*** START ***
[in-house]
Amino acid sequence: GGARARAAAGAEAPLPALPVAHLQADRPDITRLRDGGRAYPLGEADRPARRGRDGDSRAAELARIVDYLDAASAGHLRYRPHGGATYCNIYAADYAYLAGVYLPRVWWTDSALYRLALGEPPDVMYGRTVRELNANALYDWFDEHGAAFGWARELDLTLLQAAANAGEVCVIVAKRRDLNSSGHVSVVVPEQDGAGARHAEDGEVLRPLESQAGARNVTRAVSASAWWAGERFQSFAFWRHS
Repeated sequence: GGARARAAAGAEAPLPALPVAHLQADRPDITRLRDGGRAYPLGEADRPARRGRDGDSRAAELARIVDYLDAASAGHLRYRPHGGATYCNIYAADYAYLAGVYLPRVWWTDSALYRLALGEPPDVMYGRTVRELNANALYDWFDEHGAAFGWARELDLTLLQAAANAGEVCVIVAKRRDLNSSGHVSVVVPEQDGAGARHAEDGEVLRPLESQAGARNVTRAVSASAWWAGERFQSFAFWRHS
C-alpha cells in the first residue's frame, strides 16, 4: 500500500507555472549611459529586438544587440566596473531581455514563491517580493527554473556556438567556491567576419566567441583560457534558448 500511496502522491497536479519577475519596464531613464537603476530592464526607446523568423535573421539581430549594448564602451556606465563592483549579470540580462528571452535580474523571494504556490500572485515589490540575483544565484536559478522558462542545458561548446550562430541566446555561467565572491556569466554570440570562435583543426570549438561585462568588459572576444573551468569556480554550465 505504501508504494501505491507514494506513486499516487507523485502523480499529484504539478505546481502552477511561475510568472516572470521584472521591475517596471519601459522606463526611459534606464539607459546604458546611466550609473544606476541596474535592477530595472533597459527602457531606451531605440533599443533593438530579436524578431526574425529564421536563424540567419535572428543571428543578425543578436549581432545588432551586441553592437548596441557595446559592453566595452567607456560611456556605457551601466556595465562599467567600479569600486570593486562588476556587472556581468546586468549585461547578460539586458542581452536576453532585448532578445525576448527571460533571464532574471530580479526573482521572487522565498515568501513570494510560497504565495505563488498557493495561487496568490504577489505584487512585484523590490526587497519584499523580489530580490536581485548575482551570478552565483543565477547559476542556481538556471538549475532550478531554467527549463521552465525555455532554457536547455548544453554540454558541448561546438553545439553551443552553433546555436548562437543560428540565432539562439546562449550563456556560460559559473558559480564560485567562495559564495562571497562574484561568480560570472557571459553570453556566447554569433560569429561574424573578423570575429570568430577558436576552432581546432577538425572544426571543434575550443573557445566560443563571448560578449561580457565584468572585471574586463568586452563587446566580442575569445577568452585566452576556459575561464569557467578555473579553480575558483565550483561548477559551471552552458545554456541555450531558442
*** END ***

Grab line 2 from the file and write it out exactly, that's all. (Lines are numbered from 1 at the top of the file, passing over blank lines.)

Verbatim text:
Amino acid sequence: GGARARAAAGAEAPLPALPVAHLQADRPDITRLRDGGRAYPLGEADRPARRGRDGDSRAAELARIVDYLDAASAGHLRYRPHGGATYCNIYAADYAYLAGVYLPRVWWTDSALYRLALGEPPDVMYGRTVRELNANALYDWFDEHGAAFGWARELDLTLLQAAANAGEVCVIVAKRRDLNSSGHVSVVVPEQDGAGARHAEDGEVLRPLESQAGARNVTRAVSASAWWAGERFQSFAFWRHS